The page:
Naides, good point. This would be a definite issue, and would affect using a flaw in a system (such as MD5 collisions that LLXX mentioned).

Going back to my reference to asymmetric encryption. You need 3 keys to decrypt asymmetric encrypted data, and 4 keys to "respond" to it. One key must be a private key, 2 must be public keys.

I was thinking about how to substitute this system with hashes. I don't want to use the phrase "key" here as it implies too much. I'll call it a widget instead. Example: we have datafile1 and datafile2. We use the master widget and a public widget to create a hash of datafile1. We then use the master widget and public widget2 to create a hash of datafile2. We then keep the master widget safe and never distribute it. We include private widget1 and the hash of datafile1 inside datafile2. We include private widget2 and the hash of datafile2 inside datafile1.

The data is then released to the public. Now the hash in datafile1 can be de-widget-ed and used to check datafile2 hasn't been modified. The hash in datafile2 can also be de-widget-ed and used to check datafile1 hasn't been modified.

The hashes can never be altered or recreated, because the master private widget is never publicly distributed. So as far as I can see, in theory this prevents naides (very valid) issue with self-compensating hashes.

It does still leave the issue of how to get the hashes in the first place without going round in circles though.

Thoughts?

nikolatesla20
November 1st, 2005, 08:25
This "concept" is what is behind digital signatures. It's a asymetric crypto applied to a hash of a file. I don't see the point of trying to hash a hash this way of having the hash in the file itself - even in digital signatures the hash is not considered part of the file (it's in the file, but it's not part of the hashed content). Also in your implementation you have the widget and public key encrypt the hash of file 1, and then give that to file 2. So really that's the same thing as a digital signature, except another file contains the encrypted hash other than the file whose signature is being checked. It's still the same thing then as a digital signature.

-nt20

CoDe_InSiDe
November 1st, 2005, 10:07
A quick and maybe stupid reply

Can't you just allocate some space and store it there?
The .EXE allocates some memory and stores the pointer in the data section, then calls the .DLL which also allocates some memory and also stores the pointer in the DLL's data section.
Then the .DLL calculates the hash of the .EXE and stores it in the DLL_Memory.
And then the .EXE calculates the hash of the .DLL and stores it in the EXE_Memory.

After that the .EXE or .DLL calculates the hash from the other and compares it to the EXE_Memory (When the .EXE calculates the hash of the .DLL) or DLL_Memory (When the .DLL calculates the hash of the .EXE).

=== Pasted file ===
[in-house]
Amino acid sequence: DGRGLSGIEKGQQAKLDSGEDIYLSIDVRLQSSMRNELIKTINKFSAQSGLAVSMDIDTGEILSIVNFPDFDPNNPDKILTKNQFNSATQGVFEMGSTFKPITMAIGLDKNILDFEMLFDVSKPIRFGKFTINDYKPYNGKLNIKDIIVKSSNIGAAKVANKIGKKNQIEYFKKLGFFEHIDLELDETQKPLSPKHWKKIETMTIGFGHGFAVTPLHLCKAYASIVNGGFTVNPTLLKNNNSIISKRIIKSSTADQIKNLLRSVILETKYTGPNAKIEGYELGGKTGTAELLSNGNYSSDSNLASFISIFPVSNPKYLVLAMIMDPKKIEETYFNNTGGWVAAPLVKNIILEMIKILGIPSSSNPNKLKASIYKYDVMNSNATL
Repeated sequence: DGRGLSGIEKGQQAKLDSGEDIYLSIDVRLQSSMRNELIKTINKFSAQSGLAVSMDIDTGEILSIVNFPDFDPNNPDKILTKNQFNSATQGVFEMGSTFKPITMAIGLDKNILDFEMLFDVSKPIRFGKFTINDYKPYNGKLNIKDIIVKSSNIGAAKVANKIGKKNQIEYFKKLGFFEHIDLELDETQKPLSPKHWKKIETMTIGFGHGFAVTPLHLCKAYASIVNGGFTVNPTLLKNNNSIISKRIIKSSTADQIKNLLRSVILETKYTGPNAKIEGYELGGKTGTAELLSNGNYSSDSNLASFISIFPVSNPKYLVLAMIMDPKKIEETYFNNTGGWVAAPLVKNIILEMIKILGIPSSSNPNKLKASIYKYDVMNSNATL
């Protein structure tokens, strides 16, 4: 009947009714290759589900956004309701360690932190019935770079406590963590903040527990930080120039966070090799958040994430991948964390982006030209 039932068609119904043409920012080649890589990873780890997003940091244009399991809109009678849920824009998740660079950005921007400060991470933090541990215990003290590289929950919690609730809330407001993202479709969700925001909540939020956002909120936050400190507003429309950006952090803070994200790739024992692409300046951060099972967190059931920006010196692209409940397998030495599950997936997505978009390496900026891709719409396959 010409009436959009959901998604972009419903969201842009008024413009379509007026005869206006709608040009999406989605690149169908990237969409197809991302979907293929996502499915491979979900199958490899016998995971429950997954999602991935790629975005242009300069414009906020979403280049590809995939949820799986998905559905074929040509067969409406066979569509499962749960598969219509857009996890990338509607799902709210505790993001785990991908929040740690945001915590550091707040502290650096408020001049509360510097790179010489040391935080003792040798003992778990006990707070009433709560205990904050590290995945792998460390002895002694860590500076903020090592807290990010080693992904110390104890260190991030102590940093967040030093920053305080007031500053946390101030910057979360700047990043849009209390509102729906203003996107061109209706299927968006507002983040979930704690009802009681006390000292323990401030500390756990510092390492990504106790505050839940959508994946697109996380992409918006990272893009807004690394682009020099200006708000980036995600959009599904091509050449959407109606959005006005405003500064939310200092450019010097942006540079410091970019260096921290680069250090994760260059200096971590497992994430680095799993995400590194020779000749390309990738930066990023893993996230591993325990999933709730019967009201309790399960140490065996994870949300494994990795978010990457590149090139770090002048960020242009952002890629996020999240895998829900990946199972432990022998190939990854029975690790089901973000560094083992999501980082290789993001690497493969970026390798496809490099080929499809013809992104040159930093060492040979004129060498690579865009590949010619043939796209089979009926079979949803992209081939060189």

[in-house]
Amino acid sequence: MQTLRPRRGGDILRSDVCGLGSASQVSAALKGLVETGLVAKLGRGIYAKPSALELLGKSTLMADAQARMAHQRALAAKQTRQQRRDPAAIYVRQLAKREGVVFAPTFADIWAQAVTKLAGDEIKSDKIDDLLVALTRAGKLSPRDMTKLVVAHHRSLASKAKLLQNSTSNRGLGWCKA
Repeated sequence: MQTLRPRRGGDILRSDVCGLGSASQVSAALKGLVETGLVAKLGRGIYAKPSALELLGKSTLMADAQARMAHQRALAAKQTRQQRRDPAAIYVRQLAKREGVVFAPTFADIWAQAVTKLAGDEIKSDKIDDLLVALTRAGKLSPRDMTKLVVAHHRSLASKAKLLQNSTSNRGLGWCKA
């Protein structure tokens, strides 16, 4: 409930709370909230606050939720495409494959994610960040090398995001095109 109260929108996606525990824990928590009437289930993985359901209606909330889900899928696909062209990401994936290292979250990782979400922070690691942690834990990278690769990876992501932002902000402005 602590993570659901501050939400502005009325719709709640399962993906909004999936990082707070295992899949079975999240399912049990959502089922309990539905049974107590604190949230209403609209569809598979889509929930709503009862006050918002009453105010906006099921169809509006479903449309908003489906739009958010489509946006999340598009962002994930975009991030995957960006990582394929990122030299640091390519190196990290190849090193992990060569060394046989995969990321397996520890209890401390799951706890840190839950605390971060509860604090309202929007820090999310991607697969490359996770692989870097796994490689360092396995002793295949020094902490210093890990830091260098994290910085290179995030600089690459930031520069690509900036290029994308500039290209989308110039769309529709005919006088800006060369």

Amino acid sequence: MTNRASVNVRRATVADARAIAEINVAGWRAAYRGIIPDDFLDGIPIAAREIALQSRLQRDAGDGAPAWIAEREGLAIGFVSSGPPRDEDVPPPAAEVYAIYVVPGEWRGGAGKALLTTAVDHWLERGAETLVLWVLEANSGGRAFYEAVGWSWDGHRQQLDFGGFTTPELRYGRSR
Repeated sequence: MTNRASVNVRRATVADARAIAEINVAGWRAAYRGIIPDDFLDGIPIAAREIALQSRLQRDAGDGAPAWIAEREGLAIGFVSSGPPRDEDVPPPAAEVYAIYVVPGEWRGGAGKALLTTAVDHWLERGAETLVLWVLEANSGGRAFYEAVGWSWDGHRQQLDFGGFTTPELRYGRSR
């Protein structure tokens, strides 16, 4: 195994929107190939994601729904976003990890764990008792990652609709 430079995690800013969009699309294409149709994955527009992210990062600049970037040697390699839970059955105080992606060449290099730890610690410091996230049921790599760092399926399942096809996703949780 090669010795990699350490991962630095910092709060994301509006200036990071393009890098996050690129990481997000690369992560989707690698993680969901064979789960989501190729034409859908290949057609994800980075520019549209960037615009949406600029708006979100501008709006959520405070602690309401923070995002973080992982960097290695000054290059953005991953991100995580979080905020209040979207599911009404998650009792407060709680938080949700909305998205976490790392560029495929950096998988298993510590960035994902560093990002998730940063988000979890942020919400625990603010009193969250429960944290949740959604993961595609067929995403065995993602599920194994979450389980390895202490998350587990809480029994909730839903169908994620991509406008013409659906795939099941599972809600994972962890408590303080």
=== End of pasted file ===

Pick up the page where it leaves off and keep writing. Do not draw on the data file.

Maybe i'm wrong here somewhere but this sounds to me like the most simple solution

dELTA
November 2nd, 2005, 06:46
Quote:
Maybe i'm wrong here somewhere but this sounds to me like the most simple solution
Unfortunately, this misses the entire point of using checksums for modification checking, since the "reference checksum" will be re-calculated from the current state of the file each time, and hence, no pre-made changes to the files will be detected.

And Silver, I'd checksum only the entrypoint (well, entire PE header if you prefer) and the code section that the entry point is located in. Defeating this check is equally hard to removing the checksum protection altogether, and since a cracker will always choose the easiest way there is nothing to be won by making the theory behind the checksumming harder than the patching/disabling of it.

Also, the distinction of runtime checksums and checksums of the static files are quite important, and there seems to be some inconsistencies about which of these two people are talking about in this thread. Some different limitations apply to them both.

Silver
November 2nd, 2005, 07:23
Quote:
This "concept" is what is behind digital signatures. It's a asymetric crypto applied to a hash of a file.


Heh, I was mulling this over yesterday and came to the conclusion that someone was going to say what you said. my fault, let me explain again.

Let's talk about what I proposed in the context of asymmetric crypto. There are 3 keys needed for this operation. 2 private keys and one public key. Private key 1 and public key 1 are used to encrypt the data, and private key 2 with public key 1 are used to decrypt it.

Everyone without exception must have access to this data, whatever it is. Maybe it's a nag screen protected in an exe, or maybe it's some important document. The exercise is to protect the delivery of the data. The creator of the data encrypts it with his private key #1 and the public key. The creator then sends the encrypted data out to the wide world along with private key #2 and the public key.

At this point, anyone who downloads the data also gets private key #2 and the public key (in the same zip file or whatever). Therefore anyone who downloads the data can decrypt it. They CANNOT decrypt the data, modify it and then encrypt it again, because they don't have private key #1. So no matter what, the only person that can modify the data is the creator who owns the private key.

Now the data owner takes another step, and creates an MD5 checksum of the data before sending it out. This checksum is also encrypted with the same private key #1 and public key. This is what nikolatesla20 was referring to.

That's basic theory. Now when the creator applied asym crypto to the hashes, what happens? Really there's absolutely no difference. The hashes are not linked to the crypto in any way, they just have to be decrypted and checked.